The TV commercial currently running for Manchester by the Sea stresses how funny the film is. Certainly, there is humor in the movie, but it is about as far from being a comedy as a movie can get. Critic David Edelstein opens his review of the film by noting that the trailer he saw was also unusually unrepresentative. Unfortunately, the publication he writes for opted to saddle his piece with the headline “Manchester by the Sea is Unrelenting in Its Bleakness,” which goes too far the other way.
Now it's my turn to try to give you an idea of what the film is about. Manchester by the Sea is a small film about grief, loss, and the awkwardness that usually accompanies a crisis. That all sounds very sad, of course, but the story is realistic enough to include the humor many of us use to deal with pain, along with the clumsy, comical moments that life provides pretty much all of the time. The film is rich because it is so well-observed. It's one of the very best movies I've seen this year.
The film is written and directed by Kenneth Lonergan, the man behind You Can Count On Me and Margaret. It stars Casey Affleck as Lee, a handyman tending to a group of apartments. As we watch him work on wiring and plumbing while navigating through conversations with the tenants, we have no idea he is living in self-imposed exile.
The film opens with a scene from happier days: Lee, his beloved older brother Joe (Kyle Chandler), and his nephew on the family fishing boat, the Claudie Marie, in the waters outside their Massachusetts hometown.
Lee is about to be forced to return to Manchester-by-the-Sea. Joe has had a heart attack. This isn't a huge surprise, Joe, his wife Elise (Gretchen Mol), and the rest of the family were informed a while back that he had a serious heart condition. That knowledge does not lessen the blow when Lee makes the drive home, arrives at the hospital, and finds out that Joe has died.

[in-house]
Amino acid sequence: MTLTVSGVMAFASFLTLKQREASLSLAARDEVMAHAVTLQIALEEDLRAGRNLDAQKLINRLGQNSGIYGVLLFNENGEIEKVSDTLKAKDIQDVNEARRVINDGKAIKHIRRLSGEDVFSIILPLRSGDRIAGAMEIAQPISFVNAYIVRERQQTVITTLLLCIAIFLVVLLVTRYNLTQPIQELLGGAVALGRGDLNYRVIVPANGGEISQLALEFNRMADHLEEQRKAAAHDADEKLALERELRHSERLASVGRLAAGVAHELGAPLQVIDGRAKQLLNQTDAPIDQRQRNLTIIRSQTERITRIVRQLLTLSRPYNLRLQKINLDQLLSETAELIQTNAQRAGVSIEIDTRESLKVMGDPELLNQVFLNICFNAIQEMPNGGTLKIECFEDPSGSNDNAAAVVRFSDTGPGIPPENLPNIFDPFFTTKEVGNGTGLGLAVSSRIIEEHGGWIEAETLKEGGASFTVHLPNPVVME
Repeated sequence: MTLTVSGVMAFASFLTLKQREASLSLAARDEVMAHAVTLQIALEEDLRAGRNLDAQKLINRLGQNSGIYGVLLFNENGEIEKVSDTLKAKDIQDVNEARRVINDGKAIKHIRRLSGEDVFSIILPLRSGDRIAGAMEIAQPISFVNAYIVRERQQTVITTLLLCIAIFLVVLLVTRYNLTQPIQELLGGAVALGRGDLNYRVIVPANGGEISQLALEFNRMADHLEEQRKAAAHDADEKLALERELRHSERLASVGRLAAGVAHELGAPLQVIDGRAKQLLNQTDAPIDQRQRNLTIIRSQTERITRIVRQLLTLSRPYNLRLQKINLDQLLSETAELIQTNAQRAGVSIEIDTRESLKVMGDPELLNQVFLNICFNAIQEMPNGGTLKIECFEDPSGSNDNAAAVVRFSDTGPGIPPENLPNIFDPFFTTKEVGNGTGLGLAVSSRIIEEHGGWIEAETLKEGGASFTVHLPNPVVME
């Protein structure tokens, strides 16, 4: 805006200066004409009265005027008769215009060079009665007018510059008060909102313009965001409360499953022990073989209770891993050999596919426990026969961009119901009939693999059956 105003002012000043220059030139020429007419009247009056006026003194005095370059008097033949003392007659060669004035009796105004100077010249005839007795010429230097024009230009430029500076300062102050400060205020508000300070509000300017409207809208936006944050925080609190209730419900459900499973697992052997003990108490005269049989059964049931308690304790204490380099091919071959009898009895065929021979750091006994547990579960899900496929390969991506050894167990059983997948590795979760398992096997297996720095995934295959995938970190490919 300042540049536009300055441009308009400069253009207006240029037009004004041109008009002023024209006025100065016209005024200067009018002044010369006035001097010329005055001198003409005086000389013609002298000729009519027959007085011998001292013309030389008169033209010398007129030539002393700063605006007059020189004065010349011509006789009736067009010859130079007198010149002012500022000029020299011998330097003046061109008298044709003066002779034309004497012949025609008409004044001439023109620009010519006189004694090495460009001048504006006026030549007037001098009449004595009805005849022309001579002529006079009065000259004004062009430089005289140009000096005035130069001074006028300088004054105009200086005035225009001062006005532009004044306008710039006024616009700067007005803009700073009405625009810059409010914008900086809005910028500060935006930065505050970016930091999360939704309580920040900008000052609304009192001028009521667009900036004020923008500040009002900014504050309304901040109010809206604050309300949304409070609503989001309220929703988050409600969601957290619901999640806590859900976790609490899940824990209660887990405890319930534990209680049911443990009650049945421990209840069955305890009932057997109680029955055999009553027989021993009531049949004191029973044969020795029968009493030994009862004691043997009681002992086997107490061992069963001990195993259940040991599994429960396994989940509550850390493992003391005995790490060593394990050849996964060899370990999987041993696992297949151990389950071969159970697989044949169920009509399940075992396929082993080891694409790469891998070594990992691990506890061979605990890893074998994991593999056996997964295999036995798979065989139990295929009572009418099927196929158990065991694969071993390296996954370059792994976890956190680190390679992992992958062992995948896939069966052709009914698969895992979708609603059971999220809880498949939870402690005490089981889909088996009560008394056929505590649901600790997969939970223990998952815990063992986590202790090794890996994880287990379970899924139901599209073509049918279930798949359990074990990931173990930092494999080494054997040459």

Lee breaks the news to Joe's son, 15-year-old Patrick (Lucas Hedges). They end up arguing, and arguing, in such an ugly fashion that a stranger passing them on the street facetious remarks, “Great parenting,” setting off a new argument parallel to the one that sparked the comment. (Fun Fact: the wise-ass passerby is writer-director Lonergan).
The anger builds when Lee and Patrick meet the lawyer for the reading of the will. Joe has named Patrick as his desired guardian for Patrick. The men are flattened. When the dust settles, Lee decides that, if this is going to happen, then Patrick will move to where he lives. Patrick wants none of that. He has a life in Manchester-by-the-Sea, with a rock band and two girlfriends.
So why doesn't Lee just move back home? Surely there are plenty of apartments in need of repairs in his home town. Something happened, something that causes people to whisper Lee's name when he passes. Something that relates to Lee's ex-wife, Randi (Michelle Williams, excellent as usual).
I won't say what happens, of course, but I want to stress that it doesn't feel like a dramatic contrivance. The story has Lee at odds with most everybody, including himself. The incident clarifies his behavior, without tying anything in a neat little bow.
The acting is top flight across the board, with Affleck doing perhaps his best work yet in a role first offered to John Krasinski, and then Matt Damon. Glad they turned it down (Krasinski is an executive producer for the film, Damon is a producer). Lesley Barber's score is well-disciplined except for one scene that where it gets a little pushy. That's easy to forgive in a film dealing with life and death, and forgiveness of yourself and others. Manchester by the Sea is eloquent about a group of people that, for the most part, tend to sputter, or stammer while incorporating the word “fuckin'” a lot. Kenneth Lonergan has crafted a film that speaks to the human condition without getting pretentious. Insight is rarely this accessible.
Note: Manchester, Mass. became Manchester-by-the-Sea in 1989, when local resident Ed Corley convinced town leaders that just plain Manchester wasn't enough to convey the uniqueness of the community. Many locals consider the suffix snooty and refuse to use it.